I do not fool around with the magnets.  I put them all "off" so be sure to ask the people where you purchase the baitcaster how to know if they are "off" which can be confusing.

3.  Use scotch tape to help stop backlashes.  Fill the spool as above in #1, go outside, and cast as far as you can with your bait.  Then, pull off another 10 to 15 yards and put a piece of Scotch tape over the line on the spool.

The guys use other materials to do this (as do the pros) and I know they will have suggestions for you to consider.

By doing this, you stop the backlash from going deeper than the Scotch tape or electrical tape, etc.

4.  Use "filler" line as the base of your line and then spool about 60 to 70 yards of your good line onto the reel. Be sure to tie the good line onto the older line.  Check out Reel Mechanic's knots to find the correct knot to use.

5.  Use Kevin VanDam's Lure and Line Conditioner or pure silicone sprayed on a washcloth and run the line through the "wet spot" when spooling the line onto the reel. This will help condition the line and help it lose the memory it gets after being on the original spool.

And don't spool the line too tight.  Just snug.

Use a "spooling" setup, like the $30 one from Bass Pro Shop.  Great way to spool baitcasters.

Also, you will have to decide how to tie the line to the spool, which is a pain. Have some tweezers ready to pull the line under the spool and then from the eye to be able to tie it onto the spool. I use an Arbor Knot, as per the Reel Mechanic, and it works very well.

6.  After you are ready to fish, grab the line and pull on it to set the drag. The correct poundage is about two and a half pounds to draw line but as long as you are happy with the drag leave it alone.  Be sure the drag is set strong enough to hook the fish but loose enough to give him some play.

7.  Use your thumb to control the cast.  Practice stopping the spool as the bait hits the water or before it sails into the trees or brush. With practice you will master this technique and no one will realize what you are doing and they will think highly of you.  Maybe.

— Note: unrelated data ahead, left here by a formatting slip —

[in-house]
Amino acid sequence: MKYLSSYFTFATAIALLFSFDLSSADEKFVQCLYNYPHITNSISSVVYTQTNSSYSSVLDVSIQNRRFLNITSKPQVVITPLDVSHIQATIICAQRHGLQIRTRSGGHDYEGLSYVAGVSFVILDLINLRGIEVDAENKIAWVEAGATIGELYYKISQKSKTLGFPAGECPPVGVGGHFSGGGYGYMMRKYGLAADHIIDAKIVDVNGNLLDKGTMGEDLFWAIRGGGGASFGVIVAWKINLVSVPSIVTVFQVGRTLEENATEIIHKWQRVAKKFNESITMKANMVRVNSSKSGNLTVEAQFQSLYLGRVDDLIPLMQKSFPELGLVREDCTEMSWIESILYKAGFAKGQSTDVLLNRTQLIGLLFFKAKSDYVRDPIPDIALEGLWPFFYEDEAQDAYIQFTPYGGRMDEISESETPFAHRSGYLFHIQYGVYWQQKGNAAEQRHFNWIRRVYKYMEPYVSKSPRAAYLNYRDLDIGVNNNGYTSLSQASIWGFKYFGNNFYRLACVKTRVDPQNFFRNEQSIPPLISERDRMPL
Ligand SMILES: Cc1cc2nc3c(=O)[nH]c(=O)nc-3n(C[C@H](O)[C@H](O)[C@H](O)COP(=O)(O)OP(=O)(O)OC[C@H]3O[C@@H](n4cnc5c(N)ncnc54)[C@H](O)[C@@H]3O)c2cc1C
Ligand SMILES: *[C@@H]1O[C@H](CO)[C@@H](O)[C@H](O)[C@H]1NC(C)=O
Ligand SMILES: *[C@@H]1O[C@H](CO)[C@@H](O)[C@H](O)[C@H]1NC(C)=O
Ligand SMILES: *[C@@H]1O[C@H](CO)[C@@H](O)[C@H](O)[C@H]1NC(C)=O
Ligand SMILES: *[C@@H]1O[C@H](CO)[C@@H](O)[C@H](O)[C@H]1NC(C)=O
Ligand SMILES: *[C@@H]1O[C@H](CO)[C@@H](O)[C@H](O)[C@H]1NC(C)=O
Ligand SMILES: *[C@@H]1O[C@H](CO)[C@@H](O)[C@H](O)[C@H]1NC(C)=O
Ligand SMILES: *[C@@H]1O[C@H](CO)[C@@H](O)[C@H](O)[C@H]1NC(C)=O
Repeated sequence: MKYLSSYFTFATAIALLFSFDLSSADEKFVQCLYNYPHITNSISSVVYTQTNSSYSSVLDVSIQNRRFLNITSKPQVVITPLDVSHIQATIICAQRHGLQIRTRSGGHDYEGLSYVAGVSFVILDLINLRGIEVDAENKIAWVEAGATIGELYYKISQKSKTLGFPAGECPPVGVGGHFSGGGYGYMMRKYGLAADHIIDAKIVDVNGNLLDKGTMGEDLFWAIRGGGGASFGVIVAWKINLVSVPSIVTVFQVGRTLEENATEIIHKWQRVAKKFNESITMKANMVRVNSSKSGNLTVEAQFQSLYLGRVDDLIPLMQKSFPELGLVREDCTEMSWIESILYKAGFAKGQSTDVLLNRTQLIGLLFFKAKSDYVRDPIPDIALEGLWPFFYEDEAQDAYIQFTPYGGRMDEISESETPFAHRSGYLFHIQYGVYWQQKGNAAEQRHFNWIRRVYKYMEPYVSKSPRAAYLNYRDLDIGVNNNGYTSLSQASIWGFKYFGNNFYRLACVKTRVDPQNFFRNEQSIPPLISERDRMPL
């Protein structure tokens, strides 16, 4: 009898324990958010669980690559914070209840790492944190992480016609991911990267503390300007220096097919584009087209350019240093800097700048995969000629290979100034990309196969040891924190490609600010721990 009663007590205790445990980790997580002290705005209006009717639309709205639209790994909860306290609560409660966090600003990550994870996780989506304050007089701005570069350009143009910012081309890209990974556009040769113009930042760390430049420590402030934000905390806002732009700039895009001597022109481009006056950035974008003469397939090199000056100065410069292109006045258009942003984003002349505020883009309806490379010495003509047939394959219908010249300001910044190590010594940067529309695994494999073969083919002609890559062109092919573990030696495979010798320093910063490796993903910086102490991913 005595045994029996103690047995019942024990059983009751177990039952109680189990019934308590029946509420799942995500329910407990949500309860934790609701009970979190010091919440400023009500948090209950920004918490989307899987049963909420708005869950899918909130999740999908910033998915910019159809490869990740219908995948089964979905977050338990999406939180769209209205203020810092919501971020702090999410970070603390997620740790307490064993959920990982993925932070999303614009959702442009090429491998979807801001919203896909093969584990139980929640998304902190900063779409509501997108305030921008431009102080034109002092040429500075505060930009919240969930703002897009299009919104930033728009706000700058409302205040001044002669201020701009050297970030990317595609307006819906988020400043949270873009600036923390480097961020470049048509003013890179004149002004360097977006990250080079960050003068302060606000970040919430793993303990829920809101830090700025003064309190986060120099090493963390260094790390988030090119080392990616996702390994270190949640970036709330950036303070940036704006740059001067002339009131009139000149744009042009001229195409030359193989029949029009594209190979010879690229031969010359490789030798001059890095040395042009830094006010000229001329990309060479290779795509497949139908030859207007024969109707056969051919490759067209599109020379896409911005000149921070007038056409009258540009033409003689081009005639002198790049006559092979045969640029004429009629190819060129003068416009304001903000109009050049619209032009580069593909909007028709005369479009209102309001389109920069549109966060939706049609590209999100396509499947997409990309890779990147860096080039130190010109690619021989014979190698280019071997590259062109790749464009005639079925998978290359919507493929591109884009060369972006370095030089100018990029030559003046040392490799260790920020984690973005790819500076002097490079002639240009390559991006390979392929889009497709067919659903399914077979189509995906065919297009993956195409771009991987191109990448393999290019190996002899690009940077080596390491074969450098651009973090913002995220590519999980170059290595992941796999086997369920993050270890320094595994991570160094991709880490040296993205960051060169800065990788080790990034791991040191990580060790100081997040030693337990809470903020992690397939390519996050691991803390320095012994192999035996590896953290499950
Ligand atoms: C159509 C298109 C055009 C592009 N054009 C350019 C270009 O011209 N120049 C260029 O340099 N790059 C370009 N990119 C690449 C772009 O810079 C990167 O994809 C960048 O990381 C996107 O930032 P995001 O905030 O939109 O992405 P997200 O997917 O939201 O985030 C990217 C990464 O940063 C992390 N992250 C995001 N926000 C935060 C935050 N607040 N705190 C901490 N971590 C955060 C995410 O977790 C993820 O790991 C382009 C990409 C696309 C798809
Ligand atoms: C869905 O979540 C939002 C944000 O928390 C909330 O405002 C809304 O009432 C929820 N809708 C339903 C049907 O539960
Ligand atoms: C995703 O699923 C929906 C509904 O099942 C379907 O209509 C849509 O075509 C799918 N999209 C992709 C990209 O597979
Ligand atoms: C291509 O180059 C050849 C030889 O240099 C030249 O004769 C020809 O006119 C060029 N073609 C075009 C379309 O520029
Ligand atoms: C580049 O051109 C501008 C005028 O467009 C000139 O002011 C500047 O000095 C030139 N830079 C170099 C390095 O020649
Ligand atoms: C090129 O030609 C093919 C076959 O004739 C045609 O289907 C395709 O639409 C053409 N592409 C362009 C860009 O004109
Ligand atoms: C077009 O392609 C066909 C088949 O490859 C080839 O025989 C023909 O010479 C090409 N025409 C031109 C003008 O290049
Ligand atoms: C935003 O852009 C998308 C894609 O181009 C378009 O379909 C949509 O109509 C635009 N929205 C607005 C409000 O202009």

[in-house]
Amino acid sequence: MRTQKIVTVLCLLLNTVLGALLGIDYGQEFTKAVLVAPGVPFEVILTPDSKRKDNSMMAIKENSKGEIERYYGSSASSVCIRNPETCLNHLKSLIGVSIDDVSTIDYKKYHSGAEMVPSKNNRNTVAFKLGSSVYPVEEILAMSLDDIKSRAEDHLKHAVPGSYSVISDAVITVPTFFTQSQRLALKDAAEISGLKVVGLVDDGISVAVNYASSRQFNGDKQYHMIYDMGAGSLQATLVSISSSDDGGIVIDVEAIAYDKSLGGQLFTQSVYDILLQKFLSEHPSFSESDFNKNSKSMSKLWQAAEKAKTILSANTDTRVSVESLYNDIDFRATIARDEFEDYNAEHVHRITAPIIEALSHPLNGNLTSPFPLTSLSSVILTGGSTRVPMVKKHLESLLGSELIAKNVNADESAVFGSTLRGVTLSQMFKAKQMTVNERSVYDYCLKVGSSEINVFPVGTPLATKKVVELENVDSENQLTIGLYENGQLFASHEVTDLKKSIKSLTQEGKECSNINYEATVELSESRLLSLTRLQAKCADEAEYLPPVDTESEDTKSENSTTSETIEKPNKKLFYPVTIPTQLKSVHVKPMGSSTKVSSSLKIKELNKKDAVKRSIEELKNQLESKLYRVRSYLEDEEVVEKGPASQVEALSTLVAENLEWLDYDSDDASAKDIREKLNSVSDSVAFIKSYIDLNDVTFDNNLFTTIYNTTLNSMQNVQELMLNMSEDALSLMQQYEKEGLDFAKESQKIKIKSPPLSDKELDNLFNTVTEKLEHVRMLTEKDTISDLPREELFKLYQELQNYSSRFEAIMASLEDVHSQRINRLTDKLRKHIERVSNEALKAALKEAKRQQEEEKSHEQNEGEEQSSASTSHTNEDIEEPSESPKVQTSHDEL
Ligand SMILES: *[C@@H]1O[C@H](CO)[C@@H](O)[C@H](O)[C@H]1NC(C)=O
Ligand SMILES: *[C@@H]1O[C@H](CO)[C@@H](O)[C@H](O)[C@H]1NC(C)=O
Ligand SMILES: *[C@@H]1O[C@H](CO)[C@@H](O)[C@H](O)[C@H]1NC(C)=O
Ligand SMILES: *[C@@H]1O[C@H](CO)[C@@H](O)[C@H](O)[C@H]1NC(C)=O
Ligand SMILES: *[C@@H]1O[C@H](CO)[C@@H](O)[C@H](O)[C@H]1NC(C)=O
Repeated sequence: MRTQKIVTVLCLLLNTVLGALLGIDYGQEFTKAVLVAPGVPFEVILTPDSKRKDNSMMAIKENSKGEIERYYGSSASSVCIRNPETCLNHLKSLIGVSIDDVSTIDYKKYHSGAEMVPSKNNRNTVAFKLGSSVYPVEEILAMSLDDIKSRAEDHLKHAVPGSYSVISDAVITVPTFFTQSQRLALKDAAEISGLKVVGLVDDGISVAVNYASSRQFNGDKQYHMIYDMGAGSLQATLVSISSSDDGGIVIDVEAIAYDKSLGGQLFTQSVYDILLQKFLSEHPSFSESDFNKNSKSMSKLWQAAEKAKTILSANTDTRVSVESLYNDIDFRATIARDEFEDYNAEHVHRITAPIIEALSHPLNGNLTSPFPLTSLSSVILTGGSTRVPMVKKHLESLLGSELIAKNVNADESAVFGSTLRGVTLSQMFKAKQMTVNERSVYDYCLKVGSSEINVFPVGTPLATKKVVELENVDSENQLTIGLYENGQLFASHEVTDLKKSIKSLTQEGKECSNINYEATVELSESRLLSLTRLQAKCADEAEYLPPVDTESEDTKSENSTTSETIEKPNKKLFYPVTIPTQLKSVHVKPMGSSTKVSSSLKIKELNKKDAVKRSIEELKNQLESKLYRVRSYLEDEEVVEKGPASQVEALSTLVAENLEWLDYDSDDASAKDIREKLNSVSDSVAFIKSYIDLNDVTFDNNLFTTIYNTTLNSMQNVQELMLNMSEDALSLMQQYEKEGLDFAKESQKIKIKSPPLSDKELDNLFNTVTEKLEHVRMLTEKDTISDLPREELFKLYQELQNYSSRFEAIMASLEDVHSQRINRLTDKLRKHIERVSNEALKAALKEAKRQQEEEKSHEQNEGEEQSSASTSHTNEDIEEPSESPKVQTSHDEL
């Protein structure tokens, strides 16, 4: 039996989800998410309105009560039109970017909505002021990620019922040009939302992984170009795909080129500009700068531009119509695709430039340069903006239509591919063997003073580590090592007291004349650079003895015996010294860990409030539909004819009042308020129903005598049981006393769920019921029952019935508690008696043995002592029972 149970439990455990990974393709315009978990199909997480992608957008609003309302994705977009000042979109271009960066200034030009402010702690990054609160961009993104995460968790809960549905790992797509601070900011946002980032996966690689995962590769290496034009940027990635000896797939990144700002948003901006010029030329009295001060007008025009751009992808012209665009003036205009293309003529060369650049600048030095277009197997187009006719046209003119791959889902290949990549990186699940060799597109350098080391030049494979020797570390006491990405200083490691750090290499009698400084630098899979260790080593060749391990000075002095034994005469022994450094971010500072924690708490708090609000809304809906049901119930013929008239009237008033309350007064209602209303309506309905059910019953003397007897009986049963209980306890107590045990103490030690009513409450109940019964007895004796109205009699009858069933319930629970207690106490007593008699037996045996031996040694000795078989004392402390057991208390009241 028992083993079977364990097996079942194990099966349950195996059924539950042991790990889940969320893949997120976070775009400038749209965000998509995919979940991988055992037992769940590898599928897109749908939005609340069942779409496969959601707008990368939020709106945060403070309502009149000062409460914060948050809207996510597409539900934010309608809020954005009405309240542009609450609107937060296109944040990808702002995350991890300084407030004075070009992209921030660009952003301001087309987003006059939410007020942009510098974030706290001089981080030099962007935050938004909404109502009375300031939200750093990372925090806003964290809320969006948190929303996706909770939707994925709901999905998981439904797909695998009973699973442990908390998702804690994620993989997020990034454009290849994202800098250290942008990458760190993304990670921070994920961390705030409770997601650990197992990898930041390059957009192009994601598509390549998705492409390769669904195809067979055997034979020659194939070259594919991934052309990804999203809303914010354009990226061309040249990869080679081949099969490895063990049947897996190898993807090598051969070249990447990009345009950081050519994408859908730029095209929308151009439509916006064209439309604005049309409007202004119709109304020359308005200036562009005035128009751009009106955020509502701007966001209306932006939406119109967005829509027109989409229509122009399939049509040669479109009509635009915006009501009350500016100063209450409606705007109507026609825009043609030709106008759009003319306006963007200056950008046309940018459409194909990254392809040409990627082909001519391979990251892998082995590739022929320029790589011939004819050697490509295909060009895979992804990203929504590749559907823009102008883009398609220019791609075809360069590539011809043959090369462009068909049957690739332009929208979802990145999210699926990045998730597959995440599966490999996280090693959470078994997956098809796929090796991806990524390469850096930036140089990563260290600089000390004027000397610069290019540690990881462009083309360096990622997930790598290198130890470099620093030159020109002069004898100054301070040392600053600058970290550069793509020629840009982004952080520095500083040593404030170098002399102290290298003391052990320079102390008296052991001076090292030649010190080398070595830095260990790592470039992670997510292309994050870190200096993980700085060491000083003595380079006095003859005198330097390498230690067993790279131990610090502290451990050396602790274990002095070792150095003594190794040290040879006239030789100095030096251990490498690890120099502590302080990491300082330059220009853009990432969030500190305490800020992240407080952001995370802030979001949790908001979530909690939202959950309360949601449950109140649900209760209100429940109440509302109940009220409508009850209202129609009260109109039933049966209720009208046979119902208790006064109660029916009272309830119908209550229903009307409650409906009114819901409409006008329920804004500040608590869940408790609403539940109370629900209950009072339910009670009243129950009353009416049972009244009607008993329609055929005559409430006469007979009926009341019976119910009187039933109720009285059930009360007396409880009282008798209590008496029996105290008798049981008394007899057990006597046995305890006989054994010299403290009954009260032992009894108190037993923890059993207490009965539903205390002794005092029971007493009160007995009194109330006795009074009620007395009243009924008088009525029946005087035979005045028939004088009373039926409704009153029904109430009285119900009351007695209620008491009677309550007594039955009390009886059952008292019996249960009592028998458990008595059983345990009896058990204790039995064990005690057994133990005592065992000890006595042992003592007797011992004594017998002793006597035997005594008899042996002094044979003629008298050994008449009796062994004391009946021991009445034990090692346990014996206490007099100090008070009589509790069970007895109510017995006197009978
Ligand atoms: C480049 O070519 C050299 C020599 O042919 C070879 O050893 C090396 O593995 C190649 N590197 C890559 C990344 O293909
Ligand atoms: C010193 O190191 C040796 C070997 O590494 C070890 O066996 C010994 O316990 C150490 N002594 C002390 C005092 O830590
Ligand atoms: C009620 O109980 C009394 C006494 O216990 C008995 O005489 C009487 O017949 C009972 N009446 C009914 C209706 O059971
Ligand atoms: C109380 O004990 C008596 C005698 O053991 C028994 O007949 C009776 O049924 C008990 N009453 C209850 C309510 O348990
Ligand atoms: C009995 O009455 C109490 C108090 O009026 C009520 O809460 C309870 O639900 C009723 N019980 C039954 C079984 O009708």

8. Do not attempt to repair your baitcaster.  Have a pro, like the Reel Mechanic, do it for you.  Also, read how to service your baitcaster via the Reel Mechanic's posts and web page.

9.  Practice your casting but also practice pitching and flipping.  I like to pitch and also do some flipping during the hot days when I can get real close to cover or the shore.  But you need to know how to pitch the bait in additon to casting.

10.  Start off with the 10 or 12 pound "extra smooth" line as it casts better. You can then go to a heavier test or extra heavy line and experiment as to which line and set ups you like best for specific conditions and techniques.

11.  Practice, practice and practice. You can master the baitcaster in about two or three sessions of good practice.

I actually have mastered the baitcaster but when I was a teenager first learning what to do I was a disaster. A total disaster.

And one more tip, take along another baitcaster with you when you go fishing. It is a lot easier to replace one baitcaster that has a very bad backlash with a second baitcaster than to sit in the boat and try to dig out the backlash.  

I take all my baitcasters with me and change them out as necessary.

Good luck and have some fun.

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As always, Sam is right on target with his advice.  As the others have said, I'd avoid the braid as a beginner.  It is SO hard to dig a backlash out of and you'll have a few of those.  Really, the get your knife out and start cutting type.  Mono fishes great, doesn't twist like on your spinners, and can be respooled a bunch of times from one $7 Big Game 1/4 pound roll.  I only use braid for specific techniques, usually where there's thick grass or black brush involved.  One more thing if you do decide to go braid, do not jerk against the spool to free a snagged lure.  What I mean is resist the urge to put your thumb on the spool and pull to free the bait.  This can turn a butter smooth new Shimano into a rough cranking reel in a few jerks.  big

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I'd go with the Medium unless you're planning on fishing your jigs in heavy cover. Mediums are a TON of fun for every day fishing, just not fishing in heavy cover.

I do fish a lot of water with heavy vegitation and slop. There is only one spot I fish that is a rocky sandy bottom. And I really want to commit to learning the jig with this setup. Im thinking MH would be better, not to say medium isn't a great all around rod. If I get the Medium Heavy and I hate It I'll fly over to Cali and let you kick me in the butt! ;D

Use scotch tape to help stop backlashes. Fill the spool as above in #1, go outside, and cast as far as you can with your bait. Then, pull off another 10 to 15 yards and put a piece of Scotch tape over the line on the spool.

Thats a really cool idea. Thanks for all the tips Sam.

As the others have said, I'd avoid the braid as a beginner

Brokejew and Big I think I'm definitely going to start with Mono. Thanks for saving me some $$ in the long run. :)